Blog > Building Apps, a Workshop at CalHacks 9.0

Building Apps, a Workshop at CalHacks 9.0

Presenting a workshop at CalHacks, the largest collegiate hackathon in the world

772 words, ~ 4 min read




Presentation Aniruth gave at CalHacks picture from afar Presentation Aniruth gave at CalHacks picture close

This past weekend, I presented a workshop on Building Apps at CalHacks, the world's largest collegiate hackathon.

note: the workshop content, including the slides, setup instructions, and starter code and solution for the demo is available here.

Table of Contents

What is CalHacks?

CalHacks is a hackathon at the University of California, Berkeley. It's the largest collegiate hackathon in the world, with over 2,000 participants. You can read more about it here.

The event features hacking together projects as well as workshops and talks. I presented a workshop on Building Apps.

Preparing for the Workshop

Initial Thoughts

I can't speak for how other workshop presenters were contacted, but in my case, both of my roommates are CalHacks directors. I was asked to present a workshop on a topic of my choice. I was also asked to submit a proposal for the workshop, which included a description of the workshop, a list of topics that would be covered, and a list of prerequisites.

Quite literally, the workshop could be about anything, ideally something related to mobile development. However, there was only an hour for this workshop, meaning the entirety of mobile development (from JavaScript to building full-stack applications) could not be covered in-depth.

While I could have presented a workshop on a specific topic, I decided to present a workshop on building apps more broadly, talking about concepts that would be useful for hackers. This would allow me to cover a wide range of topics, including:

  • What is an app and why is making an app useful?
  • What is React Native?
  • How does navigation work?
  • What is a database?
  • What is authentication?

One challenge with this choice is that it's not beginner-friendly. I would have to assume that the audience has some knowledge of JavaScript. However, I decided to take this risk because I thought it would be more useful for hackers and made sure to include a lot of guides in the accompanying material for the workshop.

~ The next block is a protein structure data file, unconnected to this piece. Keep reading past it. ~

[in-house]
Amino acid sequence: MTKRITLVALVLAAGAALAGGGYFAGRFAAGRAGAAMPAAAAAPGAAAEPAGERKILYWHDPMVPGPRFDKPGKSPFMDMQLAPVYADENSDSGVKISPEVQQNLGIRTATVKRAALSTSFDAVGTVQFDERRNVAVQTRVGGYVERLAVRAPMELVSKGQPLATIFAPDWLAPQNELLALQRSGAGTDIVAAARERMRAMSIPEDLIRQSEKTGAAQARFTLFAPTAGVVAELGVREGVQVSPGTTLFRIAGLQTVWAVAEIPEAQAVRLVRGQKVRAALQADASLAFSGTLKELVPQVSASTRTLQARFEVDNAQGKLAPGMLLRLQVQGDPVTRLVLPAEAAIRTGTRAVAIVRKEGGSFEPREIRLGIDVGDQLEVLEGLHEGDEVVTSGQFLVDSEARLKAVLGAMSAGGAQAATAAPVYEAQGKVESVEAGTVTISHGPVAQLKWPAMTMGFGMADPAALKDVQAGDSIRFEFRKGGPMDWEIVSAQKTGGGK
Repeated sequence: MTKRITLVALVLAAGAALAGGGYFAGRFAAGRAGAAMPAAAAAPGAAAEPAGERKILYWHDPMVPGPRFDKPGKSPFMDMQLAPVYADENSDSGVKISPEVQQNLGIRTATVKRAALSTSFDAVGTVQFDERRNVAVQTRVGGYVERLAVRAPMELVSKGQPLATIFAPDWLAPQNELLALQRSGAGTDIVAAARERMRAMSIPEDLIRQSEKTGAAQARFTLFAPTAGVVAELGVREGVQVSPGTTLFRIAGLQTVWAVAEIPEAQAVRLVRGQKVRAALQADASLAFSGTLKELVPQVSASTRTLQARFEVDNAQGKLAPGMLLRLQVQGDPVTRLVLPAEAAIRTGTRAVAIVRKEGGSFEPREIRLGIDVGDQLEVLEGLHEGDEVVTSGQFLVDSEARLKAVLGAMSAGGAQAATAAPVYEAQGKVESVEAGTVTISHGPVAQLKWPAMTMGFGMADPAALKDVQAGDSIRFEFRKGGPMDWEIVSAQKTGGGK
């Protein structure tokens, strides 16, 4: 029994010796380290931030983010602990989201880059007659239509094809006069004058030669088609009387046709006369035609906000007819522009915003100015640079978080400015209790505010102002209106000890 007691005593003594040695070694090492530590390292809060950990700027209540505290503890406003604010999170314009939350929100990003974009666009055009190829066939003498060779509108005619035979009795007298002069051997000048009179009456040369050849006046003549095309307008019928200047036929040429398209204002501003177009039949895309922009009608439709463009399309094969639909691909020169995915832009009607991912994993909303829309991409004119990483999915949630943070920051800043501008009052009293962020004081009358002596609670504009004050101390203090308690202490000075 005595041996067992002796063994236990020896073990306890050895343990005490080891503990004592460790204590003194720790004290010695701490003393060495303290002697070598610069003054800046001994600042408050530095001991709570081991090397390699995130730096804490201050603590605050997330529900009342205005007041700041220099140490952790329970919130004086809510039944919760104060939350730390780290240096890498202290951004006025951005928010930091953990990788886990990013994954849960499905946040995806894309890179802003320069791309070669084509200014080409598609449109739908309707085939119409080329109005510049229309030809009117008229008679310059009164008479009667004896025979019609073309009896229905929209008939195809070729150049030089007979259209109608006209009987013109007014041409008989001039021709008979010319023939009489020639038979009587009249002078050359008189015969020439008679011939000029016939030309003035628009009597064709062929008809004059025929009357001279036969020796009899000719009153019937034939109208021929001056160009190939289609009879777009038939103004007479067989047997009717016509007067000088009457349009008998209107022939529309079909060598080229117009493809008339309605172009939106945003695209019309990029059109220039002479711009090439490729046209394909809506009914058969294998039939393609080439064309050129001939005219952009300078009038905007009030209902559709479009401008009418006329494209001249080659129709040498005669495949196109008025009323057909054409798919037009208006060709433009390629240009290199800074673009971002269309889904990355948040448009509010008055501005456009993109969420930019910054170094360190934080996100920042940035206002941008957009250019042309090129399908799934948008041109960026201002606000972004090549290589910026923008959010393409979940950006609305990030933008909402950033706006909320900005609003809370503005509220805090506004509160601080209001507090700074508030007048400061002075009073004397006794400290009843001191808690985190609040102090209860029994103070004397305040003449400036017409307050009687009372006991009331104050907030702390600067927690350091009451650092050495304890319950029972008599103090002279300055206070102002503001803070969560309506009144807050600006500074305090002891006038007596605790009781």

Making Materials

To ensure that attendees had something tangible to walk away with, I wanted to include a demo. However, it might go too fast for the demo to be of use, so I figured including a slide deck would be beneficial.

I also made a companion page on the Learn MDB website, which includes the slides, setup instructions, and starter code and solution for the demo. I'll leave it out of this post; but everything is available at the link.

The Workshop

The workshop itself was pretty good. There were a lot of people, much to my surprise; every seat was taken to the point that some hackers were sitting on the floor.

The major hiccup? WiFi.

The initial plan was to work through the demo as the relevant slide sections were being presented, to visually see implementation of concepts following discussion.

At the hotel venue, however, there were so many people trying to access the internet that my computer wasn't able to access the Google Slides. I ended up starting a few minutes late and on someone else's computer as a result, only for the WiFi to magically work at the end of the slide deck to try to implement some features.

This led to me starting the demo a bit late, but I was able to get through it thanks to borrowing a computer and accessing the slides that way. I also had a few people come up to me after the workshop to ask questions, which was nice.

Closing Thoughts

I spoke with some of the people that came to the workshop, and I got some interesting perspectives and feedback. I thought I'd share some of them here.

Things That Went Well

  • The workshop was good pacing and the content was interesting.
  • The demo was useful.
  • The presentation was delivered well from a public speaking perspective.

Things That Could Go Better

  • The WiFi was a bit of a problem.
  • The workshop could have been more interactive.
  • The workshop may have been too technical. Many of the other workshops were more introductory.

All in all, I think the workshop went well. I'm glad I was able to present it, and I'm glad that people found it useful. I was also told that it was the most attended workshop of the event, which is pretty cool, though no exact numbers were given so I can't confirm that.

Found this interesting? Subscribe to get email updates for new posts.

Return to Blog